When God separated the waters and made the expanse, or heavens, that’s likely the time all the gases in our atmosphere were brought into their ratios.
NASA has a great page explaining Earth’s atmosphere for kids—which means we normal people can understand it, too 🙂
Our atmosphere (sky) has six distinct layers, each layer with its own function:
- Troposphere—”The air here is 78% nitrogen and 21% oxygen. The last 1% is made of argon, water vapor, and carbon dioxide.” It’s the closest layer to Earth. It’s where our weather happens.
- Stratosphere—Where the ozone layer is, that absorbs most of the sun’s UV rays. “Life as we know it wouldn’t be possible without this layer of protection.”
- Mesosphere—This is the layer that burns up meteors that come into our atmosphere before the majority of them can hit the surface. The “shooting stars” we see at night.
- Thermosphere—Much thicker (not denser, but over 300 miles thick) than the inner three layers, this is the layer where satellites and the International Space Station orbit our earth.
- Ionosphere—This layer is “a very active part of the atmosphere, and it grows and shrinks depending on the energy it absorbs from the sun.” It’s where the auroras happen—the Northern and Southern Lights.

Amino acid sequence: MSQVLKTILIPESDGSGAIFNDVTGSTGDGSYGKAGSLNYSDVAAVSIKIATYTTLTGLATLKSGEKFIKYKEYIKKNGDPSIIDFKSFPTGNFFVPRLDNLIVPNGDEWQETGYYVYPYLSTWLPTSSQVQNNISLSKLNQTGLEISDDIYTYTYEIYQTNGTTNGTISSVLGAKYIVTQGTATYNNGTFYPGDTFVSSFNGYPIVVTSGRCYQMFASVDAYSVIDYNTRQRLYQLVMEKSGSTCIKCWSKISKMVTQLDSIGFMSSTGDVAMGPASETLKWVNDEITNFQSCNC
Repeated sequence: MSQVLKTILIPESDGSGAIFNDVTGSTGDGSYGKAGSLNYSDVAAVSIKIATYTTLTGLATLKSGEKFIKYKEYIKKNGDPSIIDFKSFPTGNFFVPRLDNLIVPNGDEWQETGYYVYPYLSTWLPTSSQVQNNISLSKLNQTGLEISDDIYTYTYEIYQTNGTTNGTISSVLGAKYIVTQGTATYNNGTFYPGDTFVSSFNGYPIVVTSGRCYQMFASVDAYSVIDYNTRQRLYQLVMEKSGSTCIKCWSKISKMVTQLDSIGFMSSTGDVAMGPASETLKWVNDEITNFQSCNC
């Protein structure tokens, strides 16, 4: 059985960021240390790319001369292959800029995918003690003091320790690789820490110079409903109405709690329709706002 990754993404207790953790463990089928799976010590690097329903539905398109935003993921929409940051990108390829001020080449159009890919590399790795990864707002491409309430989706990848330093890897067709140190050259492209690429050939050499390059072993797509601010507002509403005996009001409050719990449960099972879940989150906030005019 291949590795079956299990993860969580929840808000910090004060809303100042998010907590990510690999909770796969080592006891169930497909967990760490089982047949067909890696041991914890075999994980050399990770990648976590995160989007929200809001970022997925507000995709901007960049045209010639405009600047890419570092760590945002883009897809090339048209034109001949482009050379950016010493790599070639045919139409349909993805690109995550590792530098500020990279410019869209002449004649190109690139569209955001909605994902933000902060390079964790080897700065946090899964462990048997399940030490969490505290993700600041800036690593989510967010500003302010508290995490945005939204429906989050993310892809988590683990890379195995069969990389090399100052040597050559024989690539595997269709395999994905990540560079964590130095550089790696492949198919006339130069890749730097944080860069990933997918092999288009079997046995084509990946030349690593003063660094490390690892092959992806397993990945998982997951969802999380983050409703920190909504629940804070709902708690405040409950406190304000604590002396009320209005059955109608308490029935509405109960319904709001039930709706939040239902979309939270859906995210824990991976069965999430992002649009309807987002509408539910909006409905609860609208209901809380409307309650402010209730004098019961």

- Exosphere—This very outer layer is over 6,000 miles thick! It separates the rest of the layers from outer space with a loose mixture of hydrogen and helium.
I think we can safely say we need all these layers in order for Earth to support life.
Compare that to the other planets in our solar system:
- Mars‘ atmosphere is thin and made up of carbon dioxide, nitrogen and argon. (NASA)
- Venus has a thick atmosphere of carbon dioxide with clouds of sulfuric acid. This inhospitable planet is so hot that metals would turn to puddles. (NASA)
- Mercury‘s very thin atmosphere is mostly sodium, magnesium and calcium. (Space.com)
- Jupiter is one of the gas giants and has a thick atmosphere made up of mostly hydrogen and helium. (NASA)
- Saturn is the other gas giant. Like Jupiter, it’s mostly hydrogen and helium. (NASA)
- Uranus is called an ice giant—similar to the gas giants but colder. It’s atmosphere is hydrogen, helium and methane. (NASA)
- Neptune, the last planet in our system, is another ice giant. Its atmosphere is mainly hydrogen, helium and methane. It’s the methane that produces the beautiful blue color of both Neptune and Uranus (where Earth’s blue color is its surface water). (NASA)